The academic literature on the impact of low class size on academic achievement has been decidedly mixed. One of the most frequently cited reports on class size is Frederick Mosteller's study of young elementary school students in Tennessee. ^{6} Mosteller found a significant difference in achievement between the students in classes of 15 students per teacher and those in classes of 23. Recently, however, University of Rochester economist Eric Hanushek has questioned the results of this study, noting that "the bulk of evidence...points to no systematic effects of class size reductions within the relevant policy range." ^{7} Of the studies that do demonstrate some statistically significant gains in achievement, most generally involve substantial reductions in class size. ^{8} However, none of the current national policy proposals would massively shrink class size. ^{9} Clearly, more research is needed on this subject.
How to Interpret These Findings This report contains the results of statistical tests that use NAEP data to explain differences in reading test scores. These statistical tests isolate the independent effects of a number of factors on reading scores (such as the education of parents) in order to determine whether class size matters to these test scores. The statistical tests (or correlations) cover data on a wide array of school children, as defined by their race, income, and other socioeconomic characteristics. Because the statistical model used here includes these socioeconomic characteristics, the reader can interpret these findings as applicable to each of these groups of students. Thus, the findings about class size and reading scores apply as much to upperincome as to lowerincome students, to blacks as to whites, to girls as to boys, and so forth. These correlations suggest that there is a statistical relationship between the factor and achievement in reading, but they do not suggest that these independent factors cause differences in academic achievement. The variables in the model came from the NAEP database and do not include everything that might have an effect on academic achievement, such as the methods used to teach reading. These factors may be much more important in general, or for a particular child, than the factors recorded in the NAEP data. Moreover:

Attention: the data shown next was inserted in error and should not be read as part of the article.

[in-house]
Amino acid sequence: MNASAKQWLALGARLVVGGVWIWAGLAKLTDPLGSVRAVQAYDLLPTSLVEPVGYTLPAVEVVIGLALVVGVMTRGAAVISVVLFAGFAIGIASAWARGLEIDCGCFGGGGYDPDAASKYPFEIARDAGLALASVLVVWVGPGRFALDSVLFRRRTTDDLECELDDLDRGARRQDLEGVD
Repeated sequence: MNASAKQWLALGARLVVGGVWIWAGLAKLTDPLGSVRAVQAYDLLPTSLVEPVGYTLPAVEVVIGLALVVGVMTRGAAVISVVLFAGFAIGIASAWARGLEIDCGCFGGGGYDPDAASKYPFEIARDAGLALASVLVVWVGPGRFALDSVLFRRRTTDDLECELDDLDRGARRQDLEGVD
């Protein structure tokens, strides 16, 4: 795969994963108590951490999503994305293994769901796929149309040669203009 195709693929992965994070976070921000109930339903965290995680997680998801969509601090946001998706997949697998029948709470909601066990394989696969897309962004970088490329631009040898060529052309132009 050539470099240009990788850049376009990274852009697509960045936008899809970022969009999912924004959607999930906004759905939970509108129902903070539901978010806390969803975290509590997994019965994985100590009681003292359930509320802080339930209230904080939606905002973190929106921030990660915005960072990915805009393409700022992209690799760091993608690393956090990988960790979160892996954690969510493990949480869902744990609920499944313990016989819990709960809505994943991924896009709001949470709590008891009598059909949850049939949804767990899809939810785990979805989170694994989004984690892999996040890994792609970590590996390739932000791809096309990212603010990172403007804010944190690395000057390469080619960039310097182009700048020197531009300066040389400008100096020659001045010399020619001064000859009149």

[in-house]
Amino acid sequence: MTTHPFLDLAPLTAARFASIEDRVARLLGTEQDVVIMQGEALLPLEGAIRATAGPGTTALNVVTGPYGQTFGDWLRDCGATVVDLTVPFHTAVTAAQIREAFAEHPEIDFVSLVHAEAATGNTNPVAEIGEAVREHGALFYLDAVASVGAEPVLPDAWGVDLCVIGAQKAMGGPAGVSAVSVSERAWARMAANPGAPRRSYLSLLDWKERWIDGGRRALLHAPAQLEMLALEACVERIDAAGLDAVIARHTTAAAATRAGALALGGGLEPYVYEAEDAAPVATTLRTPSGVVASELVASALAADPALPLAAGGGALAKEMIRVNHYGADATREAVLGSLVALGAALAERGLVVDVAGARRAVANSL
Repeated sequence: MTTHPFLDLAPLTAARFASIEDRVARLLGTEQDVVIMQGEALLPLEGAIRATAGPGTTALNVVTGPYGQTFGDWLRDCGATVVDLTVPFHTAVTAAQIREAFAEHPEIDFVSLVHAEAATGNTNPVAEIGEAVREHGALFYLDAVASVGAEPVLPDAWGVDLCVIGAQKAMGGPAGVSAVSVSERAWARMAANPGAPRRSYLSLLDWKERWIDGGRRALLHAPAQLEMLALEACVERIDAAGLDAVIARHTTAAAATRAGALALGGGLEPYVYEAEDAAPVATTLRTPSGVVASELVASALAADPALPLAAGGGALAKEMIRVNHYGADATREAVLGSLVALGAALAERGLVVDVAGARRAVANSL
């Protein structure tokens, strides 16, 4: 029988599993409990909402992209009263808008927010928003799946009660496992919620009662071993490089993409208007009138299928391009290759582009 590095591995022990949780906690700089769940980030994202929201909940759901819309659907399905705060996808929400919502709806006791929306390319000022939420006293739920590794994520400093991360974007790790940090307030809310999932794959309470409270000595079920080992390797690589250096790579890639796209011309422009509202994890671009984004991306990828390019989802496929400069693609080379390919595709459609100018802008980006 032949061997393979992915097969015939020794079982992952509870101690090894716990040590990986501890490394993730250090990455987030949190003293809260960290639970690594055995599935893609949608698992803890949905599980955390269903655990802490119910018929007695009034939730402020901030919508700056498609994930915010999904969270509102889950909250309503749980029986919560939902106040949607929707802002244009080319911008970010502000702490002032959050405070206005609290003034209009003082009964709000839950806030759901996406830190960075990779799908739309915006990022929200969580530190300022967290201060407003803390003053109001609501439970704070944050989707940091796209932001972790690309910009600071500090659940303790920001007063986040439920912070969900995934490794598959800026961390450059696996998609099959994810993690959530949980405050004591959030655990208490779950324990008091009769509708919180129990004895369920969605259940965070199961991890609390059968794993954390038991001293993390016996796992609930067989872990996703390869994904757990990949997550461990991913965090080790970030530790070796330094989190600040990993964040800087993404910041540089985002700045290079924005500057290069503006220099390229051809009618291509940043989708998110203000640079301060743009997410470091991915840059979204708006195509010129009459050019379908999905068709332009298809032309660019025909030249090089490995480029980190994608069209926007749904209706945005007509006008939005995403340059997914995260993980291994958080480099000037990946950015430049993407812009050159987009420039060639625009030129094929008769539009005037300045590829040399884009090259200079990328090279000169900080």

The author used the 1998 NAEP database of reading to measure the influence of class size on academic achievement. The NAEP, first administered in 1969, is an examination that measures academic achievement in a variety of fields, such as reading, writing, mathematics, science, geography, civics, and the arts. Currently, the NAEP is administered to fourth, eighth, and twelth grade students, with the main tests in math and reading given alternately every two years. For example, reading was tested in 1998; math was assessed in 1996 and 2000.